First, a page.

Come away to a deserted place: A Homily for Evening Prayer on the 4th Sunday of Easter, 2020

The Gospel reading is Mark 6:30-44

“Come away to a deserted place and rest a while.”

There are sayings of Jesus, gospel stories, passages of scripture that I am experiencing very differently in the midst of pandemic than I have ever experienced them before. The realities of our situation, the lengthy isolation, my struggle to encounter Christ in the absence of the Sacrament and communal worship, the tenuous connections we make through our disembodied conversations on the web or phone calls, have caused me to read scripture with new eyes.

So this invitation of Jesus: “Come away to a deserted place and rest a while”—I’ve always heard it as an offer to enter into silence and distance myself from others, to go on spiritual retreat. Such retreats have been restorative; they’ve given me spiritual strength and sustenance to re-enter the world and my vocation with new energy and insight.

But now, such an invitation causes me to recoil, laugh even. The last thing I want is to go to a deserted place. What I crave, what I desperately long for are crowds—the joyous gathering of friends, a full table at a favorite restaurant, a packed worship service. I want the stimulus of a room full of loud conversations, a crowded dance floor.

As we yearn for community, for gathering, for our friends and loved ones, Jesus’ invitation to “come away to a deserted place and rest a while” seems less like an opportunity to flourish and gain strength and more like a punishment. But it’s worth remembering that Jesus wasn’t speaking to us but in this instance to the “apostles”—it’s one of the few times the word is used in the Gospel of Mark. This invitation comes after he has sent them, the twelve out, into mission, into the towns and villages of Galilee. His sending of them was an extension of his own ministry and mission, to proclaim the good news of God’s kingdom, to heal the sick and to cast out demons.

Now, they are back and it’s likely they need the rest.

But they don’t get any downtime. By the time they arrive at the deserted place, crowds have gathered. Jesus sees them and has compassion on them for they were like sheep without a shepherd, and he taught them many things. Still, it’s a deserted place and as evening comes the disciples worry about providing for the crowd. Then follows the feeding of the five thousand. All ate and were filled from the five loaves and two fishes.

There’s a powerful message in all of this. First, Jesus sees the need of the apostles to rest after their hard work and travels. He encourages them to do just that. But as they are about to rest, they encounter a crowd that has gathered to see and listen to Jesus. Again, Jesus sees the need. Our translation says he “has compassion on them” but the Greek is much more visceral—something like “he felt it in his guts.” He responds to their need by teaching them, filling their souls with the good news.

Today is known as Good Shepherd Sunday. Each year on this 4th Sunday after Easter, the gospel reading comes from John 10—Jesus’ discourse on the Good Shepherd. Each year we say or chant Psalm 23 “The Lord is my shepherd, I shall not want” on this day. In today’s daily office gospel reading, we have Jesus using the image of a shepherdless flock to describe the crowd that gathered around him. They are looking for spiritual sustenance, hope, meaning in life. He ends up providing for both their spiritual and material needs.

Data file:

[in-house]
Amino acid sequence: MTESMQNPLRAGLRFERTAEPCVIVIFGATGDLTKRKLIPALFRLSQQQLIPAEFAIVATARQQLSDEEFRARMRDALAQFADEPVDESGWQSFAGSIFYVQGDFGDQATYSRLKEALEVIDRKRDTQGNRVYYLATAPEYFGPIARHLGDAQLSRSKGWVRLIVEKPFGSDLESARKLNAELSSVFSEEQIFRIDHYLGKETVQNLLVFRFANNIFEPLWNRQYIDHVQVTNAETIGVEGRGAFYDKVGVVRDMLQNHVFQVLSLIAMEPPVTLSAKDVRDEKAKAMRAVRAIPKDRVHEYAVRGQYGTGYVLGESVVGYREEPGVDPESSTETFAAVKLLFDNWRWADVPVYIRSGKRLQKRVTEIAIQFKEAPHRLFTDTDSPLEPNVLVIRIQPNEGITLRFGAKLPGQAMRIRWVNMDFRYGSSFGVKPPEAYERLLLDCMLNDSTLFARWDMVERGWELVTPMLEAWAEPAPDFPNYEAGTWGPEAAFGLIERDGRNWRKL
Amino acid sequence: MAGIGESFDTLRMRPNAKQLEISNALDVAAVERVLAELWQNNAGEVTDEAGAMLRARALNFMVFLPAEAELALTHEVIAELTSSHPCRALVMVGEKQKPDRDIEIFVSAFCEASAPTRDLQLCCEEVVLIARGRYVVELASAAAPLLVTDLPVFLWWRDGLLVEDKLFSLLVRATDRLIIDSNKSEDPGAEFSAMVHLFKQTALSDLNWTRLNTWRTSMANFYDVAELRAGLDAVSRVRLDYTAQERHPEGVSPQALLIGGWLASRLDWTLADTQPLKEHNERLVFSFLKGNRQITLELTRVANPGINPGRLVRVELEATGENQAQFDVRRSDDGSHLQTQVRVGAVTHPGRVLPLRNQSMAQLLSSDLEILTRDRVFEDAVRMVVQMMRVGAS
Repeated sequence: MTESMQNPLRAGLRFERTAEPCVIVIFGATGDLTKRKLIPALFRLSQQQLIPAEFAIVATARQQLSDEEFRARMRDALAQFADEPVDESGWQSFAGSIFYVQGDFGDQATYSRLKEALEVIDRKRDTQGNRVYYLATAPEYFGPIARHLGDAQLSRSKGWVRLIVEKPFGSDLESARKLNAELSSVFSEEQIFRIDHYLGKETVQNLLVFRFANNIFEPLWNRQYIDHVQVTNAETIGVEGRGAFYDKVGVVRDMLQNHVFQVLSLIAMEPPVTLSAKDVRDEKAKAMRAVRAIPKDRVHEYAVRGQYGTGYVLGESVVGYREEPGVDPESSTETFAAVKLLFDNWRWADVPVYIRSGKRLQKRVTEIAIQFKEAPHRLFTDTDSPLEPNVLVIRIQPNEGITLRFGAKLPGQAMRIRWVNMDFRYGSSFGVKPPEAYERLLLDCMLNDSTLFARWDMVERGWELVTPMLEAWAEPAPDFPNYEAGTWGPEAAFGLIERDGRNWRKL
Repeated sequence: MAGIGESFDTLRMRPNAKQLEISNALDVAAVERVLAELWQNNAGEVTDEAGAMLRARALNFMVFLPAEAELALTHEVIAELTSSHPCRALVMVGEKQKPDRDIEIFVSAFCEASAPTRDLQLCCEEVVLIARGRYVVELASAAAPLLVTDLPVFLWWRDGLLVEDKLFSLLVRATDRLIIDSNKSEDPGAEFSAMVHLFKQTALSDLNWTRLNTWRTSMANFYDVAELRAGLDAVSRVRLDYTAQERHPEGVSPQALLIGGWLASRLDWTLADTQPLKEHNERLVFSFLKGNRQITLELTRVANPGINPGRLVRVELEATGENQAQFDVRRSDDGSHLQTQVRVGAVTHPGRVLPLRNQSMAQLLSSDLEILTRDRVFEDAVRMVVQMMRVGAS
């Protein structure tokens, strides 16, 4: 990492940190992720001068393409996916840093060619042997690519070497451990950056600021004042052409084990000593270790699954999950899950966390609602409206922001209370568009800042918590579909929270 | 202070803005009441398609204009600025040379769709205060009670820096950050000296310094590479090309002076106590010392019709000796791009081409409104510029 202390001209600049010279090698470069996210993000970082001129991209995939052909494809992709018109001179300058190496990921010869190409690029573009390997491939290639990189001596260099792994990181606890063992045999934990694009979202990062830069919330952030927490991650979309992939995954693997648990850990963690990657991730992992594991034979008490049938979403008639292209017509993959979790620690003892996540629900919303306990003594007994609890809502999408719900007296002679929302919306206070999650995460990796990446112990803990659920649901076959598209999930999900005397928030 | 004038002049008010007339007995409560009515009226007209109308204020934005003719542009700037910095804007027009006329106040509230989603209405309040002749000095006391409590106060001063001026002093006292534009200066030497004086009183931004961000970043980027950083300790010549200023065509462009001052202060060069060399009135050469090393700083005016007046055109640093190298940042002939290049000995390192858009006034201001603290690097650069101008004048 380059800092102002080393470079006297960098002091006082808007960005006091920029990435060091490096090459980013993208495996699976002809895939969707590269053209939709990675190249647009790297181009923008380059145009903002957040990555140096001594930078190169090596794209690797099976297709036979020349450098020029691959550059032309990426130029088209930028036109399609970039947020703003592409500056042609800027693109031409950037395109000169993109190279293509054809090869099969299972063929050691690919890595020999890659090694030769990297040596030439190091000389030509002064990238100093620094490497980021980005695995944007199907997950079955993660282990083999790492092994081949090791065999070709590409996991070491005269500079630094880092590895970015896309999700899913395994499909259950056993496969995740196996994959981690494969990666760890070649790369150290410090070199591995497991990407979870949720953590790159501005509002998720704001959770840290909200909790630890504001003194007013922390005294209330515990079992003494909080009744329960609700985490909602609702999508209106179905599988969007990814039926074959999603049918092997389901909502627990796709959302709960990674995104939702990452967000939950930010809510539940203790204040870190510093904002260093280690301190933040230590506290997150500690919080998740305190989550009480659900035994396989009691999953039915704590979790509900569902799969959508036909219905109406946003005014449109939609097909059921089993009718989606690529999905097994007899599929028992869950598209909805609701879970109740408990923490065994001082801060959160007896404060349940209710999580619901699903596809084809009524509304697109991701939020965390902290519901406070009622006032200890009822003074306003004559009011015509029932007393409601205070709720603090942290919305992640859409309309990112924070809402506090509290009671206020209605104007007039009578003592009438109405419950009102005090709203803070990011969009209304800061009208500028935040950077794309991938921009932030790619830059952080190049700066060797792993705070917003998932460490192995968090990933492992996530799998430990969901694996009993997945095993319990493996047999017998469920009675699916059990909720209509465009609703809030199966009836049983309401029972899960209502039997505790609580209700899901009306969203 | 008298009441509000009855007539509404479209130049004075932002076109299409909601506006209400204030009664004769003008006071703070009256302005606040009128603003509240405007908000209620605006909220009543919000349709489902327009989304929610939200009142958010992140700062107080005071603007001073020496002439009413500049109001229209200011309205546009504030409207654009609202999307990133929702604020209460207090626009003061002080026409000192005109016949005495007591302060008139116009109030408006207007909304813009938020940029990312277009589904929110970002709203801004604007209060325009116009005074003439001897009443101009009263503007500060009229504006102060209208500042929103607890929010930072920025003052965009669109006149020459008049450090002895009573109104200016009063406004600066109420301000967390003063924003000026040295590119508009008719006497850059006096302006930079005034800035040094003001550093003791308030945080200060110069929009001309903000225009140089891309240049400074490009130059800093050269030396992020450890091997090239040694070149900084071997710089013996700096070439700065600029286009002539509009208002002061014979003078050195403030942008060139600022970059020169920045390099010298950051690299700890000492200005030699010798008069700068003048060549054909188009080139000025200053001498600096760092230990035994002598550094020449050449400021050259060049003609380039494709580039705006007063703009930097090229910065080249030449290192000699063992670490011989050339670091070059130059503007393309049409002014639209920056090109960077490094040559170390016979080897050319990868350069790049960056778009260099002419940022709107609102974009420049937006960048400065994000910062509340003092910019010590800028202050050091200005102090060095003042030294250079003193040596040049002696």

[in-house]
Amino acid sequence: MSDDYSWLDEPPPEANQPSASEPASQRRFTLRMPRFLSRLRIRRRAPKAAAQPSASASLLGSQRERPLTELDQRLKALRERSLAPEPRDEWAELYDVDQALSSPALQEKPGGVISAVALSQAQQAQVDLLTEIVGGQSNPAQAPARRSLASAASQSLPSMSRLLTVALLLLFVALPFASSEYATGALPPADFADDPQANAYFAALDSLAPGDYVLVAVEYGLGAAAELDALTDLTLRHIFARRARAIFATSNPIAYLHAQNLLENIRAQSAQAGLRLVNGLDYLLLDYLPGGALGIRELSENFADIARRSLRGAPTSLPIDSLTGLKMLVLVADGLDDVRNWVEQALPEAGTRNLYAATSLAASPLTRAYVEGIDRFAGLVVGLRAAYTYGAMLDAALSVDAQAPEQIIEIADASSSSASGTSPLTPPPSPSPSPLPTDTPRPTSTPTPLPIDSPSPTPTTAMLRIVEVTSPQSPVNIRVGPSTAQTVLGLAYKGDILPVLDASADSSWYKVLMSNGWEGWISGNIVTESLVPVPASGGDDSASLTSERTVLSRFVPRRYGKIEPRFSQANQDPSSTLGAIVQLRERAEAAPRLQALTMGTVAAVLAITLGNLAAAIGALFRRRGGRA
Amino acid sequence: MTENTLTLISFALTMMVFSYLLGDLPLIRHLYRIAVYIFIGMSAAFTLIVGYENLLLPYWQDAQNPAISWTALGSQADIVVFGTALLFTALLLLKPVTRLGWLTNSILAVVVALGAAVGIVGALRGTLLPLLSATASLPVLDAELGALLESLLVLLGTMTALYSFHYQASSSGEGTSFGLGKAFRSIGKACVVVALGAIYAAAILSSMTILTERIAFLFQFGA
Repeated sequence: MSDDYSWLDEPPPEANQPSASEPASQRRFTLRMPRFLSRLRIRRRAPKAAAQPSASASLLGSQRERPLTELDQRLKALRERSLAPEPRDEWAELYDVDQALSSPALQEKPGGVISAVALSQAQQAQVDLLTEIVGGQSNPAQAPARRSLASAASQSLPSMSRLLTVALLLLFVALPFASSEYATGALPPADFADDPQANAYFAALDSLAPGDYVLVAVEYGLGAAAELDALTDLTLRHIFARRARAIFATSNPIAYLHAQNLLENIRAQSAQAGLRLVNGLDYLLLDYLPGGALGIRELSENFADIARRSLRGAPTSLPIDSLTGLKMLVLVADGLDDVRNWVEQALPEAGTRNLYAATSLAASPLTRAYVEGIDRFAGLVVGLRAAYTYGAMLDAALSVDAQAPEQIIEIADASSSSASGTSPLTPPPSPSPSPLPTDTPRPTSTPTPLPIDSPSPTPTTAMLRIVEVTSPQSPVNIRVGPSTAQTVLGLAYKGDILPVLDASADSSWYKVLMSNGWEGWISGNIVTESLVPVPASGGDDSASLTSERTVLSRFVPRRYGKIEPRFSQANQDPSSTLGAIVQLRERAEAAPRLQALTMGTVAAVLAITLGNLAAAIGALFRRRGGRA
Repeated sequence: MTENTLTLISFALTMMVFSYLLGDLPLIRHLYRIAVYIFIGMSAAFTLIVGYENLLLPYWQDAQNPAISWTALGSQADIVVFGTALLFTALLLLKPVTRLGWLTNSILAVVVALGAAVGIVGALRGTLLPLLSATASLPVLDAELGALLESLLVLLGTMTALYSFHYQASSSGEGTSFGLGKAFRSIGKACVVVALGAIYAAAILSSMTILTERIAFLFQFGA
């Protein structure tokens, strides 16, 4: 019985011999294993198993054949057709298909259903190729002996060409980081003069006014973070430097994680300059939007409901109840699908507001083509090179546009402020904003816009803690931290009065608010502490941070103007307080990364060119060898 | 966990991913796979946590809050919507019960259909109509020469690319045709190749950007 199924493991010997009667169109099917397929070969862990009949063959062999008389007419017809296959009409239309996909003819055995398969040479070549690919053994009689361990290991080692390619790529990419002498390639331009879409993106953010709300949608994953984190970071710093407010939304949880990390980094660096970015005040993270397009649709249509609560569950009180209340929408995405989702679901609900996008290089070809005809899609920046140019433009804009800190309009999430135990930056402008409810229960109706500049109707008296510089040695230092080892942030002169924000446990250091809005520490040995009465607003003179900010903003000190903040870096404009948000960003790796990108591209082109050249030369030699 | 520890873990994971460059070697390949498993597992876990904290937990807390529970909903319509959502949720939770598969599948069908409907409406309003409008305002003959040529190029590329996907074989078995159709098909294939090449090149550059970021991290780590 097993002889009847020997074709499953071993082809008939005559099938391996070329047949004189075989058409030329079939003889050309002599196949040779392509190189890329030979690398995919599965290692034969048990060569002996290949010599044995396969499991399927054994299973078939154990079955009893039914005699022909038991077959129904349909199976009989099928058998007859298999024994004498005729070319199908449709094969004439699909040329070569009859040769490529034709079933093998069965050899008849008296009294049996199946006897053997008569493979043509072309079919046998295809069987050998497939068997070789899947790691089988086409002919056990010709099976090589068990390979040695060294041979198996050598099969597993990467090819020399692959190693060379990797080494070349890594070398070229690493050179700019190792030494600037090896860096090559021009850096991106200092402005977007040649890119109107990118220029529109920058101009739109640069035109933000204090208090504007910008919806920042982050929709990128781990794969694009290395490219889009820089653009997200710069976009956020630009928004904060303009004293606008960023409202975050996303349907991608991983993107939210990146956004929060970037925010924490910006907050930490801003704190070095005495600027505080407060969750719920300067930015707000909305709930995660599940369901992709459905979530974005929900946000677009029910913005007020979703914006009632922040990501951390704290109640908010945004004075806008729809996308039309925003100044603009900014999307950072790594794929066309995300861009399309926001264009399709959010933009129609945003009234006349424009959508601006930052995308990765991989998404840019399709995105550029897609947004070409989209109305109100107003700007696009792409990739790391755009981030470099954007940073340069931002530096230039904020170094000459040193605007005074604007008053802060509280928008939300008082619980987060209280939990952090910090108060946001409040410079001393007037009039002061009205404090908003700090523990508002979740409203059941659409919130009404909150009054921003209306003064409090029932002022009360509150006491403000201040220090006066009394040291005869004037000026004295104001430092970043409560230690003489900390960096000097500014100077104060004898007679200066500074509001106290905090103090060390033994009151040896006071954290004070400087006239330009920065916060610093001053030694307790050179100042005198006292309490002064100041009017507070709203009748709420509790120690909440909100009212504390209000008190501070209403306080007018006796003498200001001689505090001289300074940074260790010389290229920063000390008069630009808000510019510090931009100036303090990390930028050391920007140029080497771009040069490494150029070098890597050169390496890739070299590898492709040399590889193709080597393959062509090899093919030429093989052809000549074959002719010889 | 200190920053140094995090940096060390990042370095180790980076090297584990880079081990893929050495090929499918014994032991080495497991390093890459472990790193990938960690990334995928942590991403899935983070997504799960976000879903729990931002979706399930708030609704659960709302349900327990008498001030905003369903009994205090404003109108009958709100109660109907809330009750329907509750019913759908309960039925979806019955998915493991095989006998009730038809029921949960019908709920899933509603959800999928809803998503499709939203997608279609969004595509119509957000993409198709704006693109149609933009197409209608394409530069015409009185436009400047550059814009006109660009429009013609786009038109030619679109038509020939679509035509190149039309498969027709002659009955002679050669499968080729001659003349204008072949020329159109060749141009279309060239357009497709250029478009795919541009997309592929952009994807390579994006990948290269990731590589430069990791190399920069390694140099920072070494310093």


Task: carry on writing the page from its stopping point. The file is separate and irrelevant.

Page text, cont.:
Even as Jesus attends to the material needs of his listeners, he is also attending to their spiritual needs and pointing to the intimate, may I say, sacramental, connection between the two. The language Mark uses to describe Jesus’ actions: “Taking the five loaves and the two fish, he looked up to heaven, and blessed and broke the loaves, and gave them to his disciples…

Taking, blessing, breaking, giving…

That’s the language of the Eucharist, the language of the last supper. The meal, the miracle of the feeding of the five thousand draws our attention not just to this meal in this deserted place. It also directs our attention to the supper of the Lord, when we gather at the altar and share in Christ’s body and blood. Indeed, as was implied in Jesus’ encounter with the disciples on the Road to Emmaus, when Jesus was made known to them in the breaking of the bread, when we gather at table, every meal is potentially a Eucharist, reminding us of Christ’s presence in our world and in our lives. When we share bread and wine with each other, no matter how ordinary or how many times we do it, we invite Christ’s presence among us. When we share our bread with those who have none, when we open our tables and our homes to the homeless, when we pause before we it, to bless our food we invite Christ’s sacramental presence among us.

We are living in a time of Eucharistic fast, when the bread and wine that nourishes our souls, when the gathered body of Christ that unites us is a distant memory and a mourned absence. In a time like this, to sit at table alone, or with our family is not just a reminder of the loss we are experiencing but it is also an invitation to welcome Christ’s presence, to be fed spiritually by him. We may find spiritual solace and strength in remembering and re-enacting Christ’s actions in the feeding of the five thousand. To lift up our eyes to heaven, to take the bread, bless and break it, and to give it to ourselves and our loved ones, may bring us into closer communion with our fellow Christians throughout the world, and with Christ himself.

In our deserted places being sheep without a shepherd, we are not alone. The love of Christ binds us together; Christ is with us in our lives and at our tables.